Kuron and the Jelly Islands (クロンとゼリー)
iOS/android/free with ads
"A simple action physics puzzle game where the black cat's "Kuron" is active!"
I found this through the twitter feed of Daisuke 'Pixel' Amaya, who was tweeting strategy tips for it in Japanese (to be clear: I don't speak or read Japanese, but twitter is much more enjoyable if you don't read the text of people's tweets, anyway). I think a lot of interesting games for phones are coming out of Japan right now — I would also direct you to check out Yoshiro Kimura's recent work, including Million Onion Hotel.
My friends often complain to me that nothing good is coming out on iOS or Android anymore, and I think this impression comes from the fact that the top charts do not rotate that much, and there aren't many good places you can go to read about original, interesting work. The phone stores also have an extreme power law of distribution, such that if you only look at what's popular, or what gets featured on the front page of the store, you're looking at 0.1% (at best) of the games that come out. There are countless wonderful games released every week that get only a handful of downloads.
So let me pitch you Kuron and the Jelly Islands, a game from the bottom nintety-nine-point-nine: It's a game about a cat who sucks jelly through a straw. It is probably the most joyfully idiosyncratic thing you'll play this decade.
In Kuron and the Jelly Islands you are a black cat ('Kuron') standing on a jelly island sitting in the sea. You're hungry and your job is to guide Kuron's straw around the screen with your finger, eating as much jelly as possible without eroding the platform to the point where he drowns in the water. At some point, you declare that you've sucked as much jelly as you can safely suck, and you ask the game for a grade.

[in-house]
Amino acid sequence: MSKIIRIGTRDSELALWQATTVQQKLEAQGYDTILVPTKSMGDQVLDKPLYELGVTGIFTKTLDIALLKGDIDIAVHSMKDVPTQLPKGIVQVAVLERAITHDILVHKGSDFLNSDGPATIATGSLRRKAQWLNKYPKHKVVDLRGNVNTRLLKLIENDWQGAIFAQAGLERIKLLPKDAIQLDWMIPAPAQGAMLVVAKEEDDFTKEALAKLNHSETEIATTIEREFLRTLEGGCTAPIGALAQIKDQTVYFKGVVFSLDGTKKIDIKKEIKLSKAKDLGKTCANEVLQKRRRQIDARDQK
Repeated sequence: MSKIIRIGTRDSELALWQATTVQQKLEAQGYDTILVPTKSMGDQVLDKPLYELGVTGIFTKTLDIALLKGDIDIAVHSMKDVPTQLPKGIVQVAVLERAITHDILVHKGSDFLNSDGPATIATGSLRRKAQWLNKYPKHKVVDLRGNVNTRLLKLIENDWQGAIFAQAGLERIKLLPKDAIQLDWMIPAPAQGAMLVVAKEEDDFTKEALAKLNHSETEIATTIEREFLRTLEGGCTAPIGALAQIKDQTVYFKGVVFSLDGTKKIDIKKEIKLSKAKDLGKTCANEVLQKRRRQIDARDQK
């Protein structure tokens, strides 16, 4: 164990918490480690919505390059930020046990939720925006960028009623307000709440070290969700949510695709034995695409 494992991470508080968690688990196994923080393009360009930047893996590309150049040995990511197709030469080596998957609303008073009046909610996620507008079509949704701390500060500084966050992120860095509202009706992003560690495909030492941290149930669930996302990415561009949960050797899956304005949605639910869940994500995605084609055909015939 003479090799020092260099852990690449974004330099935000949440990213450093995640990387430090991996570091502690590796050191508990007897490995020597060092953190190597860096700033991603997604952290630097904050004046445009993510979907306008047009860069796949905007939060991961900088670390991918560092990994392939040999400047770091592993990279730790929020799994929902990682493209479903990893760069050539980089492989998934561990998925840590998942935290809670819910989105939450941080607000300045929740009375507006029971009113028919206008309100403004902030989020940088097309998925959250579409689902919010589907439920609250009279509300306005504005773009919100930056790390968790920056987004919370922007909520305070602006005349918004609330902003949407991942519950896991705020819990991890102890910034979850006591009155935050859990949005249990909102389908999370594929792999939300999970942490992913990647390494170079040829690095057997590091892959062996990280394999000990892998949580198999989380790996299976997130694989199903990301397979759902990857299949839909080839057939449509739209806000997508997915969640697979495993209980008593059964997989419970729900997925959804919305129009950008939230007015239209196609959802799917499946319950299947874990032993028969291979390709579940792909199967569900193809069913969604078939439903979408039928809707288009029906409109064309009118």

Puzzle games come in a wide range of flavors, and you can divide them up a lot of ways. Puzzles can be fast or slow (compare Zuma and Dots, for example), they can be 'tight' or 'loose' (compare The Witness and Fidel), and they can be neat or messy (compare Colorbind and Zen Bound). Puzzle games centered around physics scenarios tend to be fast and messy, and Kuron and the Jelly Islands might be the messiest puzzle game I have played.
For me a messy puzzle is not one that has a binary moment when it goes from unsolved to solved. Games like Crayon Physics and Zip-Zap are loose, because there are lots of solutions, but they are always neat because you either got the object to the goal or you didn't. In messy games like Piyomori or Wetrix, each action is a little bit good and a little bit bad, and you wind up with a score that is a little better than your last effort, but it's unclear whether it's the best that you can do. The feeling of playing messy puzzles is utterly different from playing a slow, tight, neat game — it resists thinking ahead and rationalizing and encourages intuitive, distracted styles of play. I like this, especially on a phone, where a tight and neat game often asks more of me than I am willing to give.
In Kuron, your progress toward the goal is analog, and the way the puzzle reacts to your actions is enormously analog too: the platform of jelly wobbles and stretches with every piece of matter removed from it, unpredictable and highly dependent on timing. A good strategy might be a risky one, that takes a few tries to get right. And you probably never feel like you did the best job you possibly could have. I like that sense of lingering anxiety, knowing you never quite finished a level with no mistakes, no mess.
I'm really enjoying solving the puzzles in Kuron, which start trivial and quickly ramp up to interesting and even fiendish. But if I'm honest, a lot of what attracts me in this game is the aesthetics. There's a new visual style just starting to emerge globally, a kind of rainbow-hued shader-maximalism that evokes late-1990s shareware aesthetics. I'm fascinated by visual approaches that achieve beauty through intentional bad taste, and this game takes that magic trick further than the others I've seen. The jelly wobbles and shines and refracts, like something 90s Kai Krause would have been proud of, and every part of it has a strange, skeuomorphic, alien physicality.